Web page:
Maria Miller expenses row: What led to her quitting?
- 9 April 2014
- From the section UK Politics
Maria Miller has resigned as culture secretary following a row over her parliamentary expenses, but what was the dispute all about?
Who is Maria Miller?
An LSE graduate and teenage Conservative activist who grew up and was educated in Bridgend, Maria Miller was elected as MP for Basingstoke in 2005 and rose to become one of the most senior women in the Conservative Party.
She became culture secretary in 2012 - one of four women in David Cameron's cabinet - having previously been a minister at the Department for Work and Pensions.
She was in a high-profile job, having been in charge of getting laws through Parliament to legalise same-sex marriage and to overhaul regulation of the newspaper industry in the wake of the phone-hacking scandal.
What was she accused of?
In December 2012, the Daily Telegraph published a story suggesting that Mrs Miller had claimed £90,718 in expenses over a four-year period towards mortgage payments on a house in south London that she shared with her husband, her children and her parents.
The newspaper said this appeared to be a breach of the rules on parliamentary allowances in force before 2010, which allowed MPs to claim back mortgage interest and other costs associated with having a second home.
Questions subsequently arose about whether Mrs Miller - who funded the purchase of her home with an offset mortgage - had failed to reduce her mortgage claims as interest rates fell.
Was this investigated?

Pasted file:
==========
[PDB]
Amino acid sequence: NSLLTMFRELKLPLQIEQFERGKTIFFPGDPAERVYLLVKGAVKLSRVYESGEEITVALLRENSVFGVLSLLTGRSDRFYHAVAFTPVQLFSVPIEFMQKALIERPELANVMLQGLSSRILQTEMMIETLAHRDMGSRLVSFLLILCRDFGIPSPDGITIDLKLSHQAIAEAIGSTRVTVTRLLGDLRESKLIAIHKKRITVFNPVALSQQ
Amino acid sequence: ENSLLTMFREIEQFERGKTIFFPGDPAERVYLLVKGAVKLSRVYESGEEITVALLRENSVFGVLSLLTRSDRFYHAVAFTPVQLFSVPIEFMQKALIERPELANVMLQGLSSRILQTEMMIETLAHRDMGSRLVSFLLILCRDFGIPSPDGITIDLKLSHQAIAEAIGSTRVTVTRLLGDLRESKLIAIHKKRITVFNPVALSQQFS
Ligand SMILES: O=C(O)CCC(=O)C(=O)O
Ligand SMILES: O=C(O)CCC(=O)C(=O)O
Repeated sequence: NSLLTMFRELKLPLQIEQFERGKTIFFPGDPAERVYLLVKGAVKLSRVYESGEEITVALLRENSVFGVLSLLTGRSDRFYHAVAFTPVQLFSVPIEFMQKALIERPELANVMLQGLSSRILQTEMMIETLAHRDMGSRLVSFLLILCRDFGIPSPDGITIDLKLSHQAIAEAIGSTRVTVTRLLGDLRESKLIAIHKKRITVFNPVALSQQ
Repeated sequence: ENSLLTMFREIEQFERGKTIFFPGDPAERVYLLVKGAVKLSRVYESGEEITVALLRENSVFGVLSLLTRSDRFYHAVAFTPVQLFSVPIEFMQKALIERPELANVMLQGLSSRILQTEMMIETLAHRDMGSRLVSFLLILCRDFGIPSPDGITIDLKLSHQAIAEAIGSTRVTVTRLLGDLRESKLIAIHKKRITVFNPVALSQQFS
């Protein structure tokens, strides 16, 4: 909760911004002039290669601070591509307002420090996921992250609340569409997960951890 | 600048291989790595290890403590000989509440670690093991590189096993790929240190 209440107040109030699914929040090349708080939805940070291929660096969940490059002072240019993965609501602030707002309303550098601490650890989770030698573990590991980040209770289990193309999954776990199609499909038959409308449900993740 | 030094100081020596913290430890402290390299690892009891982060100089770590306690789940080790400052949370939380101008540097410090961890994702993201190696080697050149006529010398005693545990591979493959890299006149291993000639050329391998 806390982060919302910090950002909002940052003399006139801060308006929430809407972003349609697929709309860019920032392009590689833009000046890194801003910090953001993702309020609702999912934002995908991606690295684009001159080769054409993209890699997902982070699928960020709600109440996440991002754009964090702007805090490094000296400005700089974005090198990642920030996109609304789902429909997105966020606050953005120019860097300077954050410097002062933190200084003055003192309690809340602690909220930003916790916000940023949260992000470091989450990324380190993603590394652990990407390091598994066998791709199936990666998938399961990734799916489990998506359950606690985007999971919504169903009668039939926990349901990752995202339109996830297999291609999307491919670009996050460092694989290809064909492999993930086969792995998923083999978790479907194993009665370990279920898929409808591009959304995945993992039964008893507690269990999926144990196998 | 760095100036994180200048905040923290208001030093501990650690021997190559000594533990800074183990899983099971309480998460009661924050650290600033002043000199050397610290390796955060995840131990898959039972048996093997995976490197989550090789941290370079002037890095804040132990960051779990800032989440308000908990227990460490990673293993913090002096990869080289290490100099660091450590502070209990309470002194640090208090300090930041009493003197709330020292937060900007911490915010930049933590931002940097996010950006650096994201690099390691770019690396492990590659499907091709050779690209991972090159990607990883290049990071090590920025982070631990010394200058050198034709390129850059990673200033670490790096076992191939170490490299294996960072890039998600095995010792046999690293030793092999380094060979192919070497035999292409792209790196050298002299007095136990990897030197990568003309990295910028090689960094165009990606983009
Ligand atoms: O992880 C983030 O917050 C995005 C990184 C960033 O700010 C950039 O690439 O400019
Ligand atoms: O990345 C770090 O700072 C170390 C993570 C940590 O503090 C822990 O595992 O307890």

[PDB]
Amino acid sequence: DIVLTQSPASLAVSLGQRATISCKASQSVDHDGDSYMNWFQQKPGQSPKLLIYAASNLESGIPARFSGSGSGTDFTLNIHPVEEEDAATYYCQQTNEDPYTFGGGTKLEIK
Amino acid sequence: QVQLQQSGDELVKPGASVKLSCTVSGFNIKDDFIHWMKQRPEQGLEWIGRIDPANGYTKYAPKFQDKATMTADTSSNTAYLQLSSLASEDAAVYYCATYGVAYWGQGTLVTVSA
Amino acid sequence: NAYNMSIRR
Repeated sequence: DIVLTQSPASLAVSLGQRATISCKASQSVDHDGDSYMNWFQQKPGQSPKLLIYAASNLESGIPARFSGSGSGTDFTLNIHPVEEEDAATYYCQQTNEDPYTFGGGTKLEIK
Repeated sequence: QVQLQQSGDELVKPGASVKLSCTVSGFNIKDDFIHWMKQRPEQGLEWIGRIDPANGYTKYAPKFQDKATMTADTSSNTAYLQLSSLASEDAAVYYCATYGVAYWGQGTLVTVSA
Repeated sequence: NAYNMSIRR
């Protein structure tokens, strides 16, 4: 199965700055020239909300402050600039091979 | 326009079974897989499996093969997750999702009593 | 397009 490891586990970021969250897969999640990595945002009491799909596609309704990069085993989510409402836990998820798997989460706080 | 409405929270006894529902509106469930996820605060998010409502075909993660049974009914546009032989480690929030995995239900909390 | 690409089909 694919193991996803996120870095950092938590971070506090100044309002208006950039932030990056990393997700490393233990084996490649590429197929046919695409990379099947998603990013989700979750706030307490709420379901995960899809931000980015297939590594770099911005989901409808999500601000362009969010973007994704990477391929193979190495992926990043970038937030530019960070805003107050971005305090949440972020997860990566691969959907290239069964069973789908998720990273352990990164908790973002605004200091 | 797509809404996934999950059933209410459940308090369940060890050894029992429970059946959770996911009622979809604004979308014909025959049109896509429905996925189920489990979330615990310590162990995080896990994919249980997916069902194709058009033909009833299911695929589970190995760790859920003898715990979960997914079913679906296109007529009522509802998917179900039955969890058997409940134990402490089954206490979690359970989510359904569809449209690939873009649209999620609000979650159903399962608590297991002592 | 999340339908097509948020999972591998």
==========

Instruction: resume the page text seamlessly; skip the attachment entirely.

Yes. Following a complaint by the Labour MP John Mann, the parliamentary commissioner for standards starting investigating the case in 2013.
In her report, Kathryn Hudson cleared the MP of making false expenses claims and said her parents had not benefited financially from the arrangements in relation to her second home.
But she concluded that Mrs Miller over-claimed by £45,000 for expenses towards mortgage interest payments and council tax on the family home in London on the basis of the rules that were in place at the time.
She recommended that the MP should repay this precise sum.
So, did that happen?
According to parliamentary rules, the commissioner can only make recommendations on such complaints.
The final say over what sanctions an MP should face is left to a committee of fellow MPs and lay members - the Commons Committee for Standards. The 10 MPs have a vote; the three lay members do not.
When they considered the matter, they decided Mrs Miller only needed to pay back £5,800 to cover over-claiming of mortgage expenses.
The discrepancy sprung from the difference between the size of Mrs Miller's mortgage, which was £525,000 when she entered the Commons in 2005, and the £237,500 purchase price of the five-bedroom property.
The commissioner believed she should only have been able to claim expenses for interest payments on the original 1996 mortgage of £215,000 and additional claims were outside the rules.
The committee disagreed and said the claims should extend to additions to the mortgage. However, it also said Mrs Miller should apologise to the House of Commons because her "attitude" to the commissioner's inquiry had breached the parliamentary code of conduct.